We have all these faceless people dictating our lives and far too many of the elected members are too happy to be guided by them. There are far to many areas that are critical to the country’s survival and still we are perceived to be going around in circles. A rainbow parliament will just make matters worse and will raise concerns in the financial markets

    Instead of crippling the country’s effectiveness with trying to address CO2 reduction with useless turbines and all the susbsidies to provide back up to keep the lights on, the constraint payments they generate for their foreign owners, lets start with trying to reduce transport pollution. With the shambles of yet another landslip outside Ballantrae shutting the A77 causing a 200 mile detour to get the goods to the Cairn Ryan port is it not about time that investment is made in the research to using for example Airships capable of carring four containers which is four lorries off of the road. Routes could be allocated above motorways or along coastal routes. Most ports are near the sea. The actual body of the airship could be used for advertising the company and its clients. It is just a thought but at least it is outside of the box unlike Mr Davey and his electric cars.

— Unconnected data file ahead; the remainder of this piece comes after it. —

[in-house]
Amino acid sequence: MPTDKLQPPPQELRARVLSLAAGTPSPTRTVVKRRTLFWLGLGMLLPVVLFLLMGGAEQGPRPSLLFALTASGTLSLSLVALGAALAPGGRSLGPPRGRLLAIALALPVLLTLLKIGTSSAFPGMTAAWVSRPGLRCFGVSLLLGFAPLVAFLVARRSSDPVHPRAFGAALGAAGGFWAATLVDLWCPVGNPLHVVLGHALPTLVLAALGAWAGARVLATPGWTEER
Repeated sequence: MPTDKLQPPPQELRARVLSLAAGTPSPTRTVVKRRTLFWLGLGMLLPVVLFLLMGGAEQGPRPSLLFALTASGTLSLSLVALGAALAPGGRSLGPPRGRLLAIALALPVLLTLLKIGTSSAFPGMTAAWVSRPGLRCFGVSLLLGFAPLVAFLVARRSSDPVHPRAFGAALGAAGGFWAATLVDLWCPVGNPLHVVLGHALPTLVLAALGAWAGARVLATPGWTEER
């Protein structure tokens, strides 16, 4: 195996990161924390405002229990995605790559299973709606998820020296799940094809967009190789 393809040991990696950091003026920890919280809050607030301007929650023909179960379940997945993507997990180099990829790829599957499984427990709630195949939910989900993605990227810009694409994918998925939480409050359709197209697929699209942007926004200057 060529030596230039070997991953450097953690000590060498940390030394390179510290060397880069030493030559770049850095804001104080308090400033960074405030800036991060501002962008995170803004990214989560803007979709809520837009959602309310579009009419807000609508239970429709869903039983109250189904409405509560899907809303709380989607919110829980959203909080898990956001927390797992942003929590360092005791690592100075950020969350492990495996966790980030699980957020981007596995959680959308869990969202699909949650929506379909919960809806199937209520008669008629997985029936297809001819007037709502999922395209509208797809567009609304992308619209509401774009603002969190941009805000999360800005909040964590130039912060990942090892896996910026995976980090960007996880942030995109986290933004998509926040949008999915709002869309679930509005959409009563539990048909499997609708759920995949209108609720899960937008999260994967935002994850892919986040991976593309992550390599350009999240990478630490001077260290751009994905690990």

12. ian wragg
    Posted December 26, 2014 at 10:45 am | Permalink

    I’m pleased John is using the blog to get his message across that a vote for UKIP will deny us a referendum. He knows full well Cameron will resign rather than give us a referendum so we can get the excuses in early.